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There is no Ted McGinley curse

Jaime Weinman explains why Mad Men viewers need not worry


 

So you saw Ted McGinley on Mad Men, right? Fun. I don’t know if it was the way he was made up, or simply because I’m slow on the uptake, but I didn’t quite recognize him at first, and then I slowly started to realize that I’d seen this guy somewhere, and then I finally realized he was McGinley. I think that’s one possible advantage of Mad Men‘s anti-spoiler fetish: because they don’t release any details of who’s going to be in an episode, a familiar face like McGinley or Linda Cardellini actually has some kind of impact, as you start to recognize them through the ’60s clothes and makeup. Most shows publish the guest cast list in advance, and that does take away from the fun of recognition.

We should note, though, that the idea of Ted McGinley as the man who destroys TV shows has been over for a long time. I don’t even think the creator of “Jump the Shark” was even seriously suggesting that he was a jinx, since it didn’t make any sense – Married… With Children did fine with him in it. However, some people resented him replacing David Garrison, and the fact that he joined most of the other shows he’d joined had been dying either in the ratings or artistically or both: Happy Days, The Love Boat, Dynasty. Plus he popped up for a few episodes on The John Larroquette Show after that show jumped the shark (which is to say, after the first season). So he was easy for TV fans to identify as a sign of shark jumping, and that was his main identity.

But now, McGinley is almost that guy you bring onto a show to prove that you’re immune to the so-called curse. I recall that when he popped up on Sports Night, his first big part after Married ended and after the JTS site became popular, it almost seemed like Aaron Sorkin was defying the curse, or at least demonstrating that it wouldn’t affect him. I don’t know if that was his intention (with that or McGinley’s part on West Wing; it could be he just likes his acting), but that’s what it felt like. And with Mad Men, his appearance has gotten a huge amount of buzz for the show, even though all this buzz is based on a website that doesn’t even exist any more. You could say that bringing Ted McGinley on is a wise move for a show; he’ll get twice the publicity another actor will get, and when the show then does not implode, it’ll seem like a major victory.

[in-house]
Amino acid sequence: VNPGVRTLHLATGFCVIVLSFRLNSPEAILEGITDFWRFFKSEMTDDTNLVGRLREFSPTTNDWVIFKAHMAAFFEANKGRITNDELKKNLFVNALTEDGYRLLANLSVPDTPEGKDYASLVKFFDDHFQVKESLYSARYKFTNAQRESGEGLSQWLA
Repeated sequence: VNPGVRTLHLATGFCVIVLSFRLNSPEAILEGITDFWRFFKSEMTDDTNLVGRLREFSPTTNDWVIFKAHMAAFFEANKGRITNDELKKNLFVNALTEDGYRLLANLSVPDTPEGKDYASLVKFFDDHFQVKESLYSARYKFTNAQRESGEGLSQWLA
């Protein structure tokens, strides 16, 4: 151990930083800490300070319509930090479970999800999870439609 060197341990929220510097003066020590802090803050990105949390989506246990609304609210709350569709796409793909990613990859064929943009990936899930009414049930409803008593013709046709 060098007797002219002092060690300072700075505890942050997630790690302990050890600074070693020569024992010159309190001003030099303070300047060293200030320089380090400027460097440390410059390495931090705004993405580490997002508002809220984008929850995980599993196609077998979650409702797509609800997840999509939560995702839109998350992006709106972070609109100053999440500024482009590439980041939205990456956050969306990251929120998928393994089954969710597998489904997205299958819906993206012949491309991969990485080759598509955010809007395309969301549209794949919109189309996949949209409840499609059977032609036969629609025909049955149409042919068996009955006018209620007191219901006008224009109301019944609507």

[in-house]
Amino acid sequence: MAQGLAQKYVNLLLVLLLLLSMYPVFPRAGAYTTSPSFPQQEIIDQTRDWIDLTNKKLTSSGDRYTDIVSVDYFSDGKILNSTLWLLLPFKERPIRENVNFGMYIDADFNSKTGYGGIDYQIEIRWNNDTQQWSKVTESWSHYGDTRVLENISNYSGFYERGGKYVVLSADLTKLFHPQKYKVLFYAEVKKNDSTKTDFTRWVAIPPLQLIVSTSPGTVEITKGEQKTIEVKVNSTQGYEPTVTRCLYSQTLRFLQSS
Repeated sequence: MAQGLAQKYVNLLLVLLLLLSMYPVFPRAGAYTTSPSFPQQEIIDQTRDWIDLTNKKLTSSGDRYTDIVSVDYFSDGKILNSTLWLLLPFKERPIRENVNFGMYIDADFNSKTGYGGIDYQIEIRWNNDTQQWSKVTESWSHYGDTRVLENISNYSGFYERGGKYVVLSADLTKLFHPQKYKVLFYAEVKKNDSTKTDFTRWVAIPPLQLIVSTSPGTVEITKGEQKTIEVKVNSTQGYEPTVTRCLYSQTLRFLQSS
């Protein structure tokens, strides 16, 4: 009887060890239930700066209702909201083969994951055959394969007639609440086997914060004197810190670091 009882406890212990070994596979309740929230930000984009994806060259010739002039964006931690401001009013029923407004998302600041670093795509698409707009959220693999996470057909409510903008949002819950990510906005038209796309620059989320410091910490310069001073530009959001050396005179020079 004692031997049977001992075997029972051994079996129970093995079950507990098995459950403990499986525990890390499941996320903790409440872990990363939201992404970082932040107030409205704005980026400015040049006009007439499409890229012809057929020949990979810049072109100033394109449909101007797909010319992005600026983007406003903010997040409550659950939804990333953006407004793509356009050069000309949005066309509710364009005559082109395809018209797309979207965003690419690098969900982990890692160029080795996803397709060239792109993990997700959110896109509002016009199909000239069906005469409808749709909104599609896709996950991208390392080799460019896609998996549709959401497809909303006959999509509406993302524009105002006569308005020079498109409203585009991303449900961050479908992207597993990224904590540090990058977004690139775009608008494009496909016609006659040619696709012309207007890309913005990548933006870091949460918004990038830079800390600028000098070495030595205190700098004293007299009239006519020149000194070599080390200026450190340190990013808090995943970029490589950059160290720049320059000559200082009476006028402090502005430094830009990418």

As to why McGinley got added to so many shows, in some ways it was just an example of how writers and producers use the same people when they move from show to show. After he was chosen to be the new “nice guy” on Happy Days after Ron Howard left. (The role never worked, but McGinley managed to avoid blame. He emerged from his four years on the show as a good-looking guy who could play comedy fairly well, and that’s a combination that’s always in demand.) When that show ended, there weren’t a lot of sitcom jobs left, and some of the writers wound up going over to another geriatric comedy franchise, The Love Boat. McGinley had already been tested out as a guest character on that show, and now he became a regular. When The Love Boat finally ran out of gas, Aaron Spelling, who always liked to use the same actors over and over again if he liked them (see Locklear, Heather) transferred him to Dynasty for a year. And then he got Married With Children, which had a couple of writer-producers who’d worked on Happy Days . I don’t think they wrote for McGinley’s seasons, but they liked and appreciated the shock value of casting wholesome sitcom people in non-wholesome parts, since the whole show was based on the idea of doing all the stuff they couldn’t get away with when they worked on other sitcoms.

So the guy has had a good career, and it eventually led him to some guest parts on classy dramas like West Wing and Mad Men. But the reason he kept joining shows in mid-run, probably, is just that Hollywood is a small town, producers have a small circle of actors they like and trust, and Happy Days made him a known quantity: they knew he could act a bit, and that he could fit into an existing show without embarrassing everybody.


 
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